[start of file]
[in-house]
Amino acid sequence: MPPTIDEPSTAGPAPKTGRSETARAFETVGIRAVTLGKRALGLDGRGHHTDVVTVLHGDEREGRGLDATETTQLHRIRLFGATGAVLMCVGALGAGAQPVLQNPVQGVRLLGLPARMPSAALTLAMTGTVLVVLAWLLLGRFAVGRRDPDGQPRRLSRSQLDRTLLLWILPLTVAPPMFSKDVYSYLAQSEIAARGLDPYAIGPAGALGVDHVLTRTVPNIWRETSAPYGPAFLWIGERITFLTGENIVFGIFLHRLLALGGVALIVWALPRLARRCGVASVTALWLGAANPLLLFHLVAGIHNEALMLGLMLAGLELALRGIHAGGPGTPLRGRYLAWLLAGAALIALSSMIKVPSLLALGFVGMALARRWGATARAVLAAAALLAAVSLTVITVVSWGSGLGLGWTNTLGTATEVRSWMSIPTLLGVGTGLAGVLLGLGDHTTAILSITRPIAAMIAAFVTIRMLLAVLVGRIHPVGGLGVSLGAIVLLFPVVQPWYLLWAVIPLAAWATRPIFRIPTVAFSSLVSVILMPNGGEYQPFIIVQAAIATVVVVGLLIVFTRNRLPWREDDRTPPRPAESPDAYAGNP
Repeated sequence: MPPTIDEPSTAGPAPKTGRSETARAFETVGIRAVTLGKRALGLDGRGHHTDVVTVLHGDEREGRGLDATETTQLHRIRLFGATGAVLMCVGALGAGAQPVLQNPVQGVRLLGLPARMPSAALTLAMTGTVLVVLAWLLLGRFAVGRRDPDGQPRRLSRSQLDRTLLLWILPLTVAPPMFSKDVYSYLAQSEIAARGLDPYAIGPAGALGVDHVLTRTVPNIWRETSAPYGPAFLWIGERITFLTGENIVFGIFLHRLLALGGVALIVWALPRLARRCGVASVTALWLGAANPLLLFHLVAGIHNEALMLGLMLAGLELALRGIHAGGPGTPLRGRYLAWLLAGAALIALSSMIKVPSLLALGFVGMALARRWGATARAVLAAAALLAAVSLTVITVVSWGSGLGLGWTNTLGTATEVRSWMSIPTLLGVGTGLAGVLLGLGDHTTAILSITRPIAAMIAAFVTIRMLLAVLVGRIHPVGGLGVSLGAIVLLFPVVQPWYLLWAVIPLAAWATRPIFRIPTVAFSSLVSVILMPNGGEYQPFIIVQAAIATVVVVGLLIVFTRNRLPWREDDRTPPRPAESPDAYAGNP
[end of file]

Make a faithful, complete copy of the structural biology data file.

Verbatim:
[in-house]
Amino acid sequence: MPPTIDEPSTAGPAPKTGRSETARAFETVGIRAVTLGKRALGLDGRGHHTDVVTVLHGDEREGRGLDATETTQLHRIRLFGATGAVLMCVGALGAGAQPVLQNPVQGVRLLGLPARMPSAALTLAMTGTVLVVLAWLLLGRFAVGRRDPDGQPRRLSRSQLDRTLLLWILPLTVAPPMFSKDVYSYLAQSEIAARGLDPYAIGPAGALGVDHVLTRTVPNIWRETSAPYGPAFLWIGERITFLTGENIVFGIFLHRLLALGGVALIVWALPRLARRCGVASVTALWLGAANPLLLFHLVAGIHNEALMLGLMLAGLELALRGIHAGGPGTPLRGRYLAWLLAGAALIALSSMIKVPSLLALGFVGMALARRWGATARAVLAAAALLAAVSLTVITVVSWGSGLGLGWTNTLGTATEVRSWMSIPTLLGVGTGLAGVLLGLGDHTTAILSITRPIAAMIAAFVTIRMLLAVLVGRIHPVGGLGVSLGAIVLLFPVVQPWYLLWAVIPLAAWATRPIFRIPTVAFSSLVSVILMPNGGEYQPFIIVQAAIATVVVVGLLIVFTRNRLPWREDDRTPPRPAESPDAYAGNP
Repeated sequence: MPPTIDEPSTAGPAPKTGRSETARAFETVGIRAVTLGKRALGLDGRGHHTDVVTVLHGDEREGRGLDATETTQLHRIRLFGATGAVLMCVGALGAGAQPVLQNPVQGVRLLGLPARMPSAALTLAMTGTVLVVLAWLLLGRFAVGRRDPDGQPRRLSRSQLDRTLLLWILPLTVAPPMFSKDVYSYLAQSEIAARGLDPYAIGPAGALGVDHVLTRTVPNIWRETSAPYGPAFLWIGERITFLTGENIVFGIFLHRLLALGGVALIVWALPRLARRCGVASVTALWLGAANPLLLFHLVAGIHNEALMLGLMLAGLELALRGIHAGGPGTPLRGRYLAWLLAGAALIALSSMIKVPSLLALGFVGMALARRWGATARAVLAAAALLAAVSLTVITVVSWGSGLGLGWTNTLGTATEVRSWMSIPTLLGVGTGLAGVLLGLGDHTTAILSITRPIAAMIAAFVTIRMLLAVLVGRIHPVGGLGVSLGAIVLLFPVVQPWYLLWAVIPLAAWATRPIFRIPTVAFSSLVSVILMPNGGEYQPFIIVQAAIATVVVVGLLIVFTRNRLPWREDDRTPPRPAESPDAYAGNP